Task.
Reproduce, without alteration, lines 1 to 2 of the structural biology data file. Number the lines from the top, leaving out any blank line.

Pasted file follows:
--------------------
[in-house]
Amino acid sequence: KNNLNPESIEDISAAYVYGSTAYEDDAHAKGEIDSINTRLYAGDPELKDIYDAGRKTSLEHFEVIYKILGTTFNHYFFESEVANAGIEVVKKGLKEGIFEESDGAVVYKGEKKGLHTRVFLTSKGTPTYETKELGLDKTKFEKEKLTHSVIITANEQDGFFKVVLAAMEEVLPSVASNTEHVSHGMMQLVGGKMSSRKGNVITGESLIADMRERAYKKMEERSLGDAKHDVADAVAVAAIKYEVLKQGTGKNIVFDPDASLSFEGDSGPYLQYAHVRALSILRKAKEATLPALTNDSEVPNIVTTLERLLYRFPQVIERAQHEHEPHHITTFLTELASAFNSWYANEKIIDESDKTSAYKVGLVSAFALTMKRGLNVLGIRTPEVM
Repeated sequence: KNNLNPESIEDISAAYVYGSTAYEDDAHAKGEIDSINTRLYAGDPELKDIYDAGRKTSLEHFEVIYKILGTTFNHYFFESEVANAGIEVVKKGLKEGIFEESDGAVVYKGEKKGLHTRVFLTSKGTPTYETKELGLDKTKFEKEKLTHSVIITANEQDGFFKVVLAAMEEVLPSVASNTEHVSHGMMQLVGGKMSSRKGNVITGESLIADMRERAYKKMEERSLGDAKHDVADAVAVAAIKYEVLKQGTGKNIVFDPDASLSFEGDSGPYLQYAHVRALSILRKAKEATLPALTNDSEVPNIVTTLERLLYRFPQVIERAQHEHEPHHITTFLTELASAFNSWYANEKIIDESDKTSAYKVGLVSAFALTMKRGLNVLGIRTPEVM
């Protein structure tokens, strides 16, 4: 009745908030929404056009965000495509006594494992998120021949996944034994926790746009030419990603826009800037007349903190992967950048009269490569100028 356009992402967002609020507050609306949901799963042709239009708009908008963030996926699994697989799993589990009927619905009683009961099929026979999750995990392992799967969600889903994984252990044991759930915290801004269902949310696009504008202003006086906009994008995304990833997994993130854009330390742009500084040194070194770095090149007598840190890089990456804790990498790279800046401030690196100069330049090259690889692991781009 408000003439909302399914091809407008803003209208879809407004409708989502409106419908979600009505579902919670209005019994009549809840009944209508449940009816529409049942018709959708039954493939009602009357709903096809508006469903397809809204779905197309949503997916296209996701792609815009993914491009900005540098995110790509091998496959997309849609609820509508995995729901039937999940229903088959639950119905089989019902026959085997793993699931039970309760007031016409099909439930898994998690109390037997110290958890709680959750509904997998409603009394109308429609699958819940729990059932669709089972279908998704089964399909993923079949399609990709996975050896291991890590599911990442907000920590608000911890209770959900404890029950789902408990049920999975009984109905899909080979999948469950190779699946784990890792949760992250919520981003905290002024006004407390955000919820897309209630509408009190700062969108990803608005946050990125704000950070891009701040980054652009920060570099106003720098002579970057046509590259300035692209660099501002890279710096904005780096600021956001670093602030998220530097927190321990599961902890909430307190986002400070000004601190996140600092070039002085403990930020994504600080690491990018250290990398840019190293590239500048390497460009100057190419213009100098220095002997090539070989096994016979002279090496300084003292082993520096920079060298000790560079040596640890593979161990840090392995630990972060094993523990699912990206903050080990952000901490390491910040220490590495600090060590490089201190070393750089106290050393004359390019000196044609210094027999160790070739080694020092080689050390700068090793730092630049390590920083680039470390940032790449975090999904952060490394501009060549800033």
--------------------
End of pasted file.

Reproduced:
[in-house]
Amino acid sequence: KNNLNPESIEDISAAYVYGSTAYEDDAHAKGEIDSINTRLYAGDPELKDIYDAGRKTSLEHFEVIYKILGTTFNHYFFESEVANAGIEVVKKGLKEGIFEESDGAVVYKGEKKGLHTRVFLTSKGTPTYETKELGLDKTKFEKEKLTHSVIITANEQDGFFKVVLAAMEEVLPSVASNTEHVSHGMMQLVGGKMSSRKGNVITGESLIADMRERAYKKMEERSLGDAKHDVADAVAVAAIKYEVLKQGTGKNIVFDPDASLSFEGDSGPYLQYAHVRALSILRKAKEATLPALTNDSEVPNIVTTLERLLYRFPQVIERAQHEHEPHHITTFLTELASAFNSWYANEKIIDESDKTSAYKVGLVSAFALTMKRGLNVLGIRTPEVM